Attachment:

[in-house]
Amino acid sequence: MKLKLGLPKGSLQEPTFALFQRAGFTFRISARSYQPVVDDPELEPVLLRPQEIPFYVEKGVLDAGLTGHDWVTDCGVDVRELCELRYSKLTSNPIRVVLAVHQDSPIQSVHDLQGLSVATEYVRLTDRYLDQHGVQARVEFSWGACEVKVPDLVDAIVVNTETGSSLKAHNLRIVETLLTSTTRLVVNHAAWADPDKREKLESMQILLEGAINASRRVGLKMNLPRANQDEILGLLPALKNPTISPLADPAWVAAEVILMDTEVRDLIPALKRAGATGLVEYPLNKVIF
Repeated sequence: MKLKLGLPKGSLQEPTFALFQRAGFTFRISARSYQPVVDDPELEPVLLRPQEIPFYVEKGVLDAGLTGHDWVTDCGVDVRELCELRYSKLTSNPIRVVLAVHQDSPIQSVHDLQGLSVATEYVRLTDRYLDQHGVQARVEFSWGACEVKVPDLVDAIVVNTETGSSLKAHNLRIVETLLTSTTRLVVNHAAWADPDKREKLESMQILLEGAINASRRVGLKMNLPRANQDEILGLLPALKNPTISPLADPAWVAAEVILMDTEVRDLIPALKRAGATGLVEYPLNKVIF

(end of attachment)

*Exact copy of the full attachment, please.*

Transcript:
[in-house]
Amino acid sequence: MKLKLGLPKGSLQEPTFALFQRAGFTFRISARSYQPVVDDPELEPVLLRPQEIPFYVEKGVLDAGLTGHDWVTDCGVDVRELCELRYSKLTSNPIRVVLAVHQDSPIQSVHDLQGLSVATEYVRLTDRYLDQHGVQARVEFSWGACEVKVPDLVDAIVVNTETGSSLKAHNLRIVETLLTSTTRLVVNHAAWADPDKREKLESMQILLEGAINASRRVGLKMNLPRANQDEILGLLPALKNPTISPLADPAWVAAEVILMDTEVRDLIPALKRAGATGLVEYPLNKVIF
Repeated sequence: MKLKLGLPKGSLQEPTFALFQRAGFTFRISARSYQPVVDDPELEPVLLRPQEIPFYVEKGVLDAGLTGHDWVTDCGVDVRELCELRYSKLTSNPIRVVLAVHQDSPIQSVHDLQGLSVATEYVRLTDRYLDQHGVQARVEFSWGACEVKVPDLVDAIVVNTETGSSLKAHNLRIVETLLTSTTRLVVNHAAWADPDKREKLESMQILLEGAINASRRVGLKMNLPRANQDEILGLLPALKNPTISPLADPAWVAAEVILMDTEVRDLIPALKRAGATGLVEYPLNKVIF